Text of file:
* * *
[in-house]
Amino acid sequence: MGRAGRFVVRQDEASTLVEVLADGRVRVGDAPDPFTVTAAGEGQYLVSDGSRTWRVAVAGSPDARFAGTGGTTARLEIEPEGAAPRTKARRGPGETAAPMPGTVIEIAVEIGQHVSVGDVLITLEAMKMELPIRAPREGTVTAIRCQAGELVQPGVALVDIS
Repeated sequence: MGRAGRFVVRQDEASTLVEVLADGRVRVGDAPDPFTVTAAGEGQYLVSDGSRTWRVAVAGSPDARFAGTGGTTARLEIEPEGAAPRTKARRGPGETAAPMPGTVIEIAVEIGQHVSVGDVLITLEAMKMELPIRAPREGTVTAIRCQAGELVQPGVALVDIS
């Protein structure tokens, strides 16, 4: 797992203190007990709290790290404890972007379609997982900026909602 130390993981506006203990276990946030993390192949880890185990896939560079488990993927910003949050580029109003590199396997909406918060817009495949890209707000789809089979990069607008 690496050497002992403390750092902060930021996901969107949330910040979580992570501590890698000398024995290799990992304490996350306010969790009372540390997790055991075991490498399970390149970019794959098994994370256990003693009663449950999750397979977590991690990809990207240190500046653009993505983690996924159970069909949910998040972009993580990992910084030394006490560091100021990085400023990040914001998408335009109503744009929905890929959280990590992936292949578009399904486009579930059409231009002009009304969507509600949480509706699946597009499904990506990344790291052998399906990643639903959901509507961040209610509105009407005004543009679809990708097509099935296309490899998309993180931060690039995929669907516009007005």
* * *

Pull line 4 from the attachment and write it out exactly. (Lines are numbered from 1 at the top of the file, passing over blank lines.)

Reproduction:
């Protein structure tokens, strides 16, 4: 797992203190007990709290790290404890972007379609997982900026909602 130390993981506006203990276990946030993390192949880890185990896939560079488990993927910003949050580029109003590199396997909406918060817009495949890209707000789809089979990069607008 690496050497002992403390750092902060930021996901969107949330910040979580992570501590890698000398024995290799990992304490996350306010969790009372540390997790055991075991490498399970390149970019794959098994994370256990003693009663449950999750397979977590991690990809990207240190500046653009993505983690996924159970069909949910998040972009993580990992910084030394006490560091100021990085400023990040914001998408335009109503744009929905890929959280990590992936292949578009399904486009579930059409231009002009009304969507509600949480509706699946597009499904990506990344790291052998399906990643639903959901509507961040209610509105009407005004543009679809990708097509099935296309490899998309993180931060690039995929669907516009007005």